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COMPETITION IN THE MARKET IS INTENSIFYING: Four top-flight dealers—Brett Gorvy, Dominique Lévy, Amalia Dayan, and Jeanne Greenberg Rohatyn—are linking up, the New York Times reports, to form “a consortium that will represent artists, organize exhibitions, advise collectors, and broker auction sales.” Its name: LGDR. (Not exactly catchy. Maybe give it time?) They will operate out of the palatial Upper East Side space where Rohatyn’s gallery, Salon 94 , now resides. Lévy and Gorvy, who were already in business together, will shutter their Madison Avenue gallery. (Dayan left her enterprise with Daniella Luxembourg last year.) “We’re a hybrid,” Lévy told the Times. “We’re not a gallery, we’re not an advisory.” Reporter Robin Pogrebin writes that the new venture “aims to be more nimble than most large dealers,” and that it will “move away from the exclusive representation of artists” and eschew participation in American art fairs. Probably not what the leaders of those beleaguered events want to hear right now.
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THERE IS NEVER A DULL MOMENT ON THE NFT BEAT. A collector who goes by the name Pranksy shelled out £244,000 ($335,000) in crypto on Monday for what he believed was Banksy’s first-ever NFT, BBC News reports. Alas, it was a fake. Someone had reportedly hacked the pseudonymous street artist’s website so that it appeared to be a genuine offering. Amazingly, there is another twist to this story: Pranksy got most of his money back, with the fraudster apparently returning everything but the £5,000 (about $6,900) transaction fee. “The refund was totally unexpected,” the buyer said. “I think the press coverage of the hack plus the fact that I had found the hacker and followed him on Twitter may have pushed him.” Be careful out there, collectors.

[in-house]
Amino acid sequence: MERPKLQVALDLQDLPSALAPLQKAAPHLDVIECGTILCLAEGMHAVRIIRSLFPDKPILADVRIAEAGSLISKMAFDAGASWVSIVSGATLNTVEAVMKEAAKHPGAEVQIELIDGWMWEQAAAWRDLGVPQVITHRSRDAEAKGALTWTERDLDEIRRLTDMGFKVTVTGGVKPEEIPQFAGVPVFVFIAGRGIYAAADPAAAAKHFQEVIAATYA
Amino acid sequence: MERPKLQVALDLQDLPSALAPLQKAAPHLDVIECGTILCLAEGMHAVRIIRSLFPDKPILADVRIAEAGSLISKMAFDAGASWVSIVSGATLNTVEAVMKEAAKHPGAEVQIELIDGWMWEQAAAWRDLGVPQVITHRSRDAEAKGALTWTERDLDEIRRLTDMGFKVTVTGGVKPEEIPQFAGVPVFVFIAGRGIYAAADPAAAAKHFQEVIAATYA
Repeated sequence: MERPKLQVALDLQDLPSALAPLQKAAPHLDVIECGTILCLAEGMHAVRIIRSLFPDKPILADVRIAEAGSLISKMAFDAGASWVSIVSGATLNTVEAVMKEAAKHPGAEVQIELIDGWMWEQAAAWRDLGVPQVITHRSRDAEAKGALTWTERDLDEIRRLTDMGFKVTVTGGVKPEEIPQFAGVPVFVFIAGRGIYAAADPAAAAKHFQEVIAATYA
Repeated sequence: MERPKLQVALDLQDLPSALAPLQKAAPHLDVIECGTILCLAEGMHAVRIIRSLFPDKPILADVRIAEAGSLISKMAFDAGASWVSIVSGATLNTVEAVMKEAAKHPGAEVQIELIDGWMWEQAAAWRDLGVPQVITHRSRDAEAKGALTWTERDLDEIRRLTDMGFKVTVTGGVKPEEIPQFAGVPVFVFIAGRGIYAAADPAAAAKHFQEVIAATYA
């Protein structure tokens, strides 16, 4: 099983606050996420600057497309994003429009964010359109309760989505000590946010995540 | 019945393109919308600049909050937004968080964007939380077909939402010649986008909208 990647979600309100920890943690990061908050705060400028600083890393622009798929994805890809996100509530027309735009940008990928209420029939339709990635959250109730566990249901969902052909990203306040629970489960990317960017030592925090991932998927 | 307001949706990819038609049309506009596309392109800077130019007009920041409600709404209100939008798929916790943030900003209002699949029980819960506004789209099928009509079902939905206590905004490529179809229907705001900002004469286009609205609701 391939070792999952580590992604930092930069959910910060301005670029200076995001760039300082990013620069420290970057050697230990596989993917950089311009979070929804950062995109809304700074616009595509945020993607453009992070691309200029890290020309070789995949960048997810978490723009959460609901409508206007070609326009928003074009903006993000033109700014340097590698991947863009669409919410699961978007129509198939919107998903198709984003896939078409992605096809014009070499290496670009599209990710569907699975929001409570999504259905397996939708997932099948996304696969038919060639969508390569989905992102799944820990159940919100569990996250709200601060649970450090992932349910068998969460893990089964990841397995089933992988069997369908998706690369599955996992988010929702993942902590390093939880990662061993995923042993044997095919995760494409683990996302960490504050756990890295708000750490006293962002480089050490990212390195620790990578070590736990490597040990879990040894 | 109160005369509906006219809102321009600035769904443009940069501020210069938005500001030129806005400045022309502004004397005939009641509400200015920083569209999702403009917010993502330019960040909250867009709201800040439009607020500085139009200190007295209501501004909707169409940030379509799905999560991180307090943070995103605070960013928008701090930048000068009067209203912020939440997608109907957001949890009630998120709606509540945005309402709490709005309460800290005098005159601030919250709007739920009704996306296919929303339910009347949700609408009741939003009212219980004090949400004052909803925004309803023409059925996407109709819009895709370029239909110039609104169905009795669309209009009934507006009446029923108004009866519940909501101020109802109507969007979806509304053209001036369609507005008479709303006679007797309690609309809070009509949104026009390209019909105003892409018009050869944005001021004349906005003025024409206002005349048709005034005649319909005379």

The artist Ben Quilty, who was Australia’s official wartime artist in Kabul, helmed a fundraising drive that brought in more than AU$4.6 million (about US$3.37 million) for the United Nations‘ refugee agency to support Afghans. [Ocula]
Fashion photographer Bruce Weber is said to have settled a lawsuit brought against him by a group of male models who alleged that he sexually assaulted them. Weber reportedly did not admit to any wrongdoing; the terms of the agreement are not known. [Page Six]
In its budget for next year, the South Korean government has included ₩5.8 billion (about $5.01 million) to manage and exhibit the 23,000 artworks recently donated by the family of the late Samsung chairman Lee Kun-hee. Two Seoul locations are currently being considered for a permanent home for the collection. [Korea Herald]
More evidence that we live in incredible times. United Talent Agency has signed on to represent CryptoPunks, and two other NFT projects from their creator, Larva Labs, in potential deals in film, video games, TV shows, and more. [CoinDesk]
Here’s a look inside the Los Angeles home shared by dealer David Kordansky and his wife, artist Mindy Shapero. “Dave is kind of a Deadhead who’s become one of the pioneering art dealers of his generation, and that’s what the house looks like,” the artist Rashid Johnson said. [W Magazine]
An East Village loft that was once the home and studio of artist William Wegman is on the market. It comes with a bathroom mosaic by the artist and a serious art pedigree: curator Cay Sophie Rabinowitz and filmmaker and photographer Timothy Greenfield-Sanders have also owned it at various points. Its price: $2.75 million. [6sqft]
THERE ARE MANY WAYS TO ENTICE DONORS: galas, gifts, exclusive invitations, and so forth. Raising money for the renovation of its Jeff Koons Puppy (1992) sculpture via a crowdfunding effort, the Guggenheim Bilbao has taken the unique approach of having the rapper M.C. Gransan record a music video about the towering floral sculpture, Artnet News reports . Its chorus goes: “It’s the P, with the U, with the P, with the P, with the Y. So please don’t kill my vibe.” Great stuff! But you need to hear those words, not just read them. Give it a listen.